While the race for the next president of the United States has occupied the American zeitgeist for some time now, this week marks the ceremonial starting line of the 2016 Presidential Election. The Republican National Convention (RNC) is the first time a candidate from the bipartisan system is officially revealed. On Thursday, Donald Trump accepted the Republican nomination for President.
Trump’s campaign is like none other. The Donald has brought his reality TV personality and social media savviness to his bid for presidency. Thus far, it’s working.
In June, we predicted the results of the EU Referendum using our social data. Now we’ve turned our attention to what social media can tell us about the political environment on the other side of the pond. Of course it should be pointed out that, unlike the Brexit vote, the US election is based on an electoral college system and not simply the total popular vote winner so more careful extrapolation of the data is required.
There’s no question that Trump dominates the social scene. His 129 million social media engagements tower over presumptive Democratic nominee, Hillary Clinton’s 37 million. However, this is to be expected based on Trump’s celebrity status.
Perhaps more surprising are each candidate’s sentiment and loyalty numbers. Trump, despite his many provocations, bests Clinton 72% to 60% in positive sentiment and 58% to 46% in loyalty. Trump engagers are not only more active but also more loyal than Clinton’s. And, Hillary’s own controversies appear to be reflected in the social data.
On social media, Republicans are more likely to cross the aisle. Social index measures how much more likely than the average a certain segment of people is to engage with another. The Republican to Democrat social index is 1049, compared to the Democrat to Republican social index of 959. That means Republicans are 9% more likely to engage with Democrats than the reverse.
Social indices have the power to reveal other insights about a particular segment including affinities for other politicians, celebrities, and TV programs. The RNC is full of entertainers in addition to Trump. Some of the celebrities the Trump campaign would do well to secure endorsements from include Chris Stapleton, Kyle Busch, Michael Strahan, Candace Cameron, and Matt Drudge.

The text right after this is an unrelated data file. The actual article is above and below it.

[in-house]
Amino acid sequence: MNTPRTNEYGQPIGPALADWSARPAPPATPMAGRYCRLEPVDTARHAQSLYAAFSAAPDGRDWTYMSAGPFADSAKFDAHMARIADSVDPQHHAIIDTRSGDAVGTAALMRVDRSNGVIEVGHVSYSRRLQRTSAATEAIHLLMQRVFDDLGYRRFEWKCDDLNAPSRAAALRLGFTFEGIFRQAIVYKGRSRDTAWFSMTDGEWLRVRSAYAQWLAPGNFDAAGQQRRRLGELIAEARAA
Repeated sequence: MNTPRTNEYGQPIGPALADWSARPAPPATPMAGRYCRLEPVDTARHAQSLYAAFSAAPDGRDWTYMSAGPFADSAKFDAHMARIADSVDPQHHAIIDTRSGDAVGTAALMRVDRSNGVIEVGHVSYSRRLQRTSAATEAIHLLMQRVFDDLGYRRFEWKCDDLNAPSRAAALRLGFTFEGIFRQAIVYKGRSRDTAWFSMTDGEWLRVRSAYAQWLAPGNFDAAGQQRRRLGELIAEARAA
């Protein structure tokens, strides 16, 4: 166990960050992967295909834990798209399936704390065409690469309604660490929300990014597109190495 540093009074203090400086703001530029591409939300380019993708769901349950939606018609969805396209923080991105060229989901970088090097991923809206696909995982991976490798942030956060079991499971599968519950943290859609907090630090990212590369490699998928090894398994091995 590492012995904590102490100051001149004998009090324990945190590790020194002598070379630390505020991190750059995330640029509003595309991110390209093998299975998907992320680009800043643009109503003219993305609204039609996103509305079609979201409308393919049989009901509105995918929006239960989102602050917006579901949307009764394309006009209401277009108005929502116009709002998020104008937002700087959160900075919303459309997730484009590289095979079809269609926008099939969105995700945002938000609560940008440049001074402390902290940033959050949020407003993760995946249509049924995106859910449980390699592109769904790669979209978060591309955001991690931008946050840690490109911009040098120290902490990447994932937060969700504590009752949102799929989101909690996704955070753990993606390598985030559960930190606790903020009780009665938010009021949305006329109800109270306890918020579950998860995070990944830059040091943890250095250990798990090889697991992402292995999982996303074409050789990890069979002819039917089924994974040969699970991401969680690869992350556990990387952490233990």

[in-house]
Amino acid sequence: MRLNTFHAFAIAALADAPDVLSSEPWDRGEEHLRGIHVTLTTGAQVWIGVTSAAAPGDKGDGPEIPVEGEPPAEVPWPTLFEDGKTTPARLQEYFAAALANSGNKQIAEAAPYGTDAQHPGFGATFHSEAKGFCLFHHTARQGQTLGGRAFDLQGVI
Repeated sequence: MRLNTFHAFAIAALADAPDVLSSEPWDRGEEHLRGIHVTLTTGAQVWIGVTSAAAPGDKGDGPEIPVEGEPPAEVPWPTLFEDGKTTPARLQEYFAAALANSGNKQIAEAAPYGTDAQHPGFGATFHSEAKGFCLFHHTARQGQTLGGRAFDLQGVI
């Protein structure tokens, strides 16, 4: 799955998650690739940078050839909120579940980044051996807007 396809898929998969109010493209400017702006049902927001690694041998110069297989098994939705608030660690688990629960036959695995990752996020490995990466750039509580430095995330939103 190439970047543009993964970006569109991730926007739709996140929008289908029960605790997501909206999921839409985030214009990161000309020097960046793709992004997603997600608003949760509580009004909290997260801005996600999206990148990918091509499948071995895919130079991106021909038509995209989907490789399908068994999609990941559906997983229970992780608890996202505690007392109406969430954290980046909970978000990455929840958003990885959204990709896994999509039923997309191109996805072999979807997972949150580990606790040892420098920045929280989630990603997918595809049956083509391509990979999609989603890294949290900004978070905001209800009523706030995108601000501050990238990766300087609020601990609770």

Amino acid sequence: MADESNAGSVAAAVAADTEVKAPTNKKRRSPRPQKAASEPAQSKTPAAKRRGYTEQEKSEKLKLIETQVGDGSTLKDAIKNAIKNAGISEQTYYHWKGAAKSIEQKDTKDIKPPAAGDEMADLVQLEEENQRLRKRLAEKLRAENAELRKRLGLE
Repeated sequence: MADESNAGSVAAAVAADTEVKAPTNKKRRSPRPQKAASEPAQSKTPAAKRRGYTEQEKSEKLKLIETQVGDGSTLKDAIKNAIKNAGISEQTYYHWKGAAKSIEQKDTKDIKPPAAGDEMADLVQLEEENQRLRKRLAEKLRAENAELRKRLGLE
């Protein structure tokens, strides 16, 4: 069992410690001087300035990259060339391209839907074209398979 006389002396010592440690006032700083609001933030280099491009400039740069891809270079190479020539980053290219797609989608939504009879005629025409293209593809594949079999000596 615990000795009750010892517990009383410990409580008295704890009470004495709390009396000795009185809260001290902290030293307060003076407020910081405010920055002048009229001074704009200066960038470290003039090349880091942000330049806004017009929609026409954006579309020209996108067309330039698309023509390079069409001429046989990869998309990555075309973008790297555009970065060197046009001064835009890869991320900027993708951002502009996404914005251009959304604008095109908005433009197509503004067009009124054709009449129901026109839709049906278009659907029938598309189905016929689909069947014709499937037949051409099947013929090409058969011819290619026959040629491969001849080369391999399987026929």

Political advertising will be heating up as November draws closer. ABC’s Shark Tank and Last Man Standing are some of the best TV shows for reaching Republican voters.
The moment that’s generated the most social buzz for Trump this year was when he unexpectedly appeared to introduce his wife at the convention – the nominee usually doesn’t appear until the last day – and Melania Trump’s plagiarized speech.
Using our proprietary Teletrax TV monitoring technology, which tracks TV content across more than 2,200 channels in 76 countries, we looked into how Melania’s speech was being rebroadcast across key networks. MSNBC has rebroadcast Melania’s speech the most and notably focusing on the section lifted from Michelle Obama’s 2008 convention speech.
Trumps’s most newsworthy moment was delivered an hour into his speech when he promised to repeal Obamacare. Local and national networks had rebroadcast that clip more than 6 thousand times within 14 hours after his speech concluded. Other key moments were when he proclaimed himself the “law and order candidate” and concluded with his campaign slogan, “Make America great again!”
Contentious moments were when Trump discussed trade reform – it’s the most rebroadcast clip from MSNBC – and when he pointed to immigration as a cause of violence, peaking on Fox News. The Republican nominee also did not shy away from the First and Second Amendments, a moment Fox News leaned into when all other networks shied away.
The warm-up to the headline event when Republican and Democrat will finally face-off in the same room has been anything but boring. Throughout the presidential election’s early stages, social media has played an important role in the election and its significance will only continue to grow as Election Day approaches.
Stay with us as we follow the campaign trail to see what America is saying – and watching – about its future leader across channels and screens.